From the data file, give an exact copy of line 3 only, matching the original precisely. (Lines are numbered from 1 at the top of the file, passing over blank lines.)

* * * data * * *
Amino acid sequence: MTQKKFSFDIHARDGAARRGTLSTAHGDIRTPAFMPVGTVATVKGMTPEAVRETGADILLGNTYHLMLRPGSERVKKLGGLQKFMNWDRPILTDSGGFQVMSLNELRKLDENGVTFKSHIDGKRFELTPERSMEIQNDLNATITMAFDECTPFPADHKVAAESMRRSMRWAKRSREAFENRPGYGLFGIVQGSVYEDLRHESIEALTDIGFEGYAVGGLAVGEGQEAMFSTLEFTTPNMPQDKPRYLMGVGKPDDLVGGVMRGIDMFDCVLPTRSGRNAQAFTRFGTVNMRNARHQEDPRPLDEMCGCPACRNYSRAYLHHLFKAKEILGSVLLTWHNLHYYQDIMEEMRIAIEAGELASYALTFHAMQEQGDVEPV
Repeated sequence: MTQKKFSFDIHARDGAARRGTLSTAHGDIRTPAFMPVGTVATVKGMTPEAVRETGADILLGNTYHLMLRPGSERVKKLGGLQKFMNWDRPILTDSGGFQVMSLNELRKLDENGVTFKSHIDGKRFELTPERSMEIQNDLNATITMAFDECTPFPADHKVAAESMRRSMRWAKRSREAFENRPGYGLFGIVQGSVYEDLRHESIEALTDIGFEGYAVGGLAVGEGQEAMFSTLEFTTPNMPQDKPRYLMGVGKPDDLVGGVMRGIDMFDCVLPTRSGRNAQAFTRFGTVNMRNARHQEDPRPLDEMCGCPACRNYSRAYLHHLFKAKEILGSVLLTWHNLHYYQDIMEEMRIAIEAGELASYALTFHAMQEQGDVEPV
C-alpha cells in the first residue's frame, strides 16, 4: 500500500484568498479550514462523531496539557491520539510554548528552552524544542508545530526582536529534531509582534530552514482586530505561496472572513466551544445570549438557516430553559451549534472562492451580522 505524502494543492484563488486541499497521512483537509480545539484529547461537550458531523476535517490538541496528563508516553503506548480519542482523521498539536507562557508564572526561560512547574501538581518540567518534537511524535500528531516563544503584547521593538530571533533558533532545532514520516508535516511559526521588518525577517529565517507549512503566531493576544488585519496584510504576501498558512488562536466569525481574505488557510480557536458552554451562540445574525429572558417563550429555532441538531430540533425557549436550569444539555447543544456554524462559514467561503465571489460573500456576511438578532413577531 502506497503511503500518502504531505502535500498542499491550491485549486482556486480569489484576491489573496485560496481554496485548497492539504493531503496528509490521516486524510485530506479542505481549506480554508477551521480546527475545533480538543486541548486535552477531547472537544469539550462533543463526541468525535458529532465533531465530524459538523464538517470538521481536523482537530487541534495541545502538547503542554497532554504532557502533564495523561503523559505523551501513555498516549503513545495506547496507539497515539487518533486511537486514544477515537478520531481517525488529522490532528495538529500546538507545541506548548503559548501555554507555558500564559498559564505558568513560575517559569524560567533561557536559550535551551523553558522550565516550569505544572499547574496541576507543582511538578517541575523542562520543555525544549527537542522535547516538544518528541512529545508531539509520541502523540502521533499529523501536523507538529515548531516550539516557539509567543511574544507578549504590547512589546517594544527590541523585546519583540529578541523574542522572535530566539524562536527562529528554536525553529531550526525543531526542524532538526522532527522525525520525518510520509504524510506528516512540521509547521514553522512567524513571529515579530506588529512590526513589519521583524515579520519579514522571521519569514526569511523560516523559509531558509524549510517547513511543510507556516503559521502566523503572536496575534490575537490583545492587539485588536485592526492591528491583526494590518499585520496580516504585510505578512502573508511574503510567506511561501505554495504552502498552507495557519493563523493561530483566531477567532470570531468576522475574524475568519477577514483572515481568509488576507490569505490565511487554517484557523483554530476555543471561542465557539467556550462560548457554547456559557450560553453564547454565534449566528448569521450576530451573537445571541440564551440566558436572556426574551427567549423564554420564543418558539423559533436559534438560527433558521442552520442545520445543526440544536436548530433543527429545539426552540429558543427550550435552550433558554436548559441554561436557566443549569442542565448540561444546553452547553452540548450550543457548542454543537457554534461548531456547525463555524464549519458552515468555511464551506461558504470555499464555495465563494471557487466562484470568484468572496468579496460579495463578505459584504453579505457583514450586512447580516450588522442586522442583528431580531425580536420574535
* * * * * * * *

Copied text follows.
C-alpha cells in the first residue's frame, strides 16, 4: 500500500484568498479550514462523531496539557491520539510554548528552552524544542508545530526582536529534531509582534530552514482586530505561496472572513466551544445570549438557516430553559451549534472562492451580522 505524502494543492484563488486541499497521512483537509480545539484529547461537550458531523476535517490538541496528563508516553503506548480519542482523521498539536507562557508564572526561560512547574501538581518540567518534537511524535500528531516563544503584547521593538530571533533558533532545532514520516508535516511559526521588518525577517529565517507549512503566531493576544488585519496584510504576501498558512488562536466569525481574505488557510480557536458552554451562540445574525429572558417563550429555532441538531430540533425557549436550569444539555447543544456554524462559514467561503465571489460573500456576511438578532413577531 502506497503511503500518502504531505502535500498542499491550491485549486482556486480569489484576491489573496485560496481554496485548497492539504493531503496528509490521516486524510485530506479542505481549506480554508477551521480546527475545533480538543486541548486535552477531547472537544469539550462533543463526541468525535458529532465533531465530524459538523464538517470538521481536523482537530487541534495541545502538547503542554497532554504532557502533564495523561503523559505523551501513555498516549503513545495506547496507539497515539487518533486511537486514544477515537478520531481517525488529522490532528495538529500546538507545541506548548503559548501555554507555558500564559498559564505558568513560575517559569524560567533561557536559550535551551523553558522550565516550569505544572499547574496541576507543582511538578517541575523542562520543555525544549527537542522535547516538544518528541512529545508531539509520541502523540502521533499529523501536523507538529515548531516550539516557539509567543511574544507578549504590547512589546517594544527590541523585546519583540529578541523574542522572535530566539524562536527562529528554536525553529531550526525543531526542524532538526522532527522525525520525518510520509504524510506528516512540521509547521514553522512567524513571529515579530506588529512590526513589519521583524515579520519579514522571521519569514526569511523560516523559509531558509524549510517547513511543510507556516503559521502566523503572536496575534490575537490583545492587539485588536485592526492591528491583526494590518499585520496580516504585510505578512502573508511574503510567506511561501505554495504552502498552507495557519493563523493561530483566531477567532470570531468576522475574524475568519477577514483572515481568509488576507490569505490565511487554517484557523483554530476555543471561542465557539467556550462560548457554547456559557450560553453564547454565534449566528448569521450576530451573537445571541440564551440566558436572556426574551427567549423564554420564543418558539423559533436559534438560527433558521442552520442545520445543526440544536436548530433543527429545539426552540429558543427550550435552550433558554436548559441554561436557566443549569442542565448540561444546553452547553452540548450550543457548542454543537457554534461548531456547525463555524464549519458552515468555511464551506461558504470555499464555495465563494471557487466562484470568484468572496468579496460579495463578505459584504453579505457583514450586512447580516450588522442586522442583528431580531425580536420574535